Welcome  to  our weekly  online           article !

week11    by Andries Loots

The Association for Visual Arts ( AVA ) at the Metropolitan Gallery, 35 Church Street,
Cape Town, is hosting an exhibition of  Video Art entitled  " CHANNEL ". This groundbreaking exhibition seeks to expose new work by the foremost practitioners in the Video discipline and will be on till the 10th April 1999.

Video Art describes the work of artists who prefer this medium to painting,  drawing or sculpture. The work can be narrative but often explore other methods of conveying their message like written text or visual imagery. Video Art can also form part of a bigger installation. As in any other medium quality also plays an important role when utilizing this medium.

The video revolution started in 1957 in American TV Stations where Black & White images were recorded on cumbersome magnetic tape recorders.

Pioneering artists like Nam June Paik,  Peter Campus,   Richard Serra and Vito Acconci grabbed at this new technology but it was only in 1968 when a portable video camera and recorder became widely available that this technology moved outside the recording studio's to become an art medium.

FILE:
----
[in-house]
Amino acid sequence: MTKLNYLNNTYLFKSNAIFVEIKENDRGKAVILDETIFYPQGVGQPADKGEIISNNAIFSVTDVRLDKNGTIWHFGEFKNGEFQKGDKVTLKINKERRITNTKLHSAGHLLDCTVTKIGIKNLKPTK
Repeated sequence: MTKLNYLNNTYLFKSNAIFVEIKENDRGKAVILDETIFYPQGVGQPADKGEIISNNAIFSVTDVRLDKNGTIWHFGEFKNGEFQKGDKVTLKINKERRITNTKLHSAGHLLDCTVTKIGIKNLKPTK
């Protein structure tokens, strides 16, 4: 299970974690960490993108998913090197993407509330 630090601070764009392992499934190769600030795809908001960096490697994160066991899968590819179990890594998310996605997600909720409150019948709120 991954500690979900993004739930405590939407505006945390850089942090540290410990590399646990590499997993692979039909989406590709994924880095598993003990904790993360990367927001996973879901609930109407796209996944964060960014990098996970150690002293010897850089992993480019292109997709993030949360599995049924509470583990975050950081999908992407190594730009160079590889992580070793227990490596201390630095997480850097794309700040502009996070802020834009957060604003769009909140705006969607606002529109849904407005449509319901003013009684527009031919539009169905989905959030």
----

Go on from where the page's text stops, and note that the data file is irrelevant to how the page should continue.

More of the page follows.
In South Africa in the late 60's the Minister of Post and Telegraph,  Dr. Albert Hertzog regarded television as " the tool of the devil " and it was therefore only introduced long after his death. Video equipment only became commercially available in the late eighties. Some art films were still banned up to 1994 and the government of the day exploited TV for their propaganda.

The fist major local video was shown by artist Malcolm Payne in 1974 in Johannesburg. Morris La Mantia produced a video in the early nineties utilizing the now freely available video medium. He refilmed his own images off a screen repeatedly while painting on the screen. Artists documented their performances at very low expense and some of these video's were made for less than R 30 ( US$ 5 ).

1991 Saw one of the earliest exhibitions in South Africa and in 1993 Barend de Wet and Hofmeyer Skolz made the first video installation nominated for an award. 1996 Saw a complete video exhibition called " Scramble " which gave new exposure to Video Art in this country.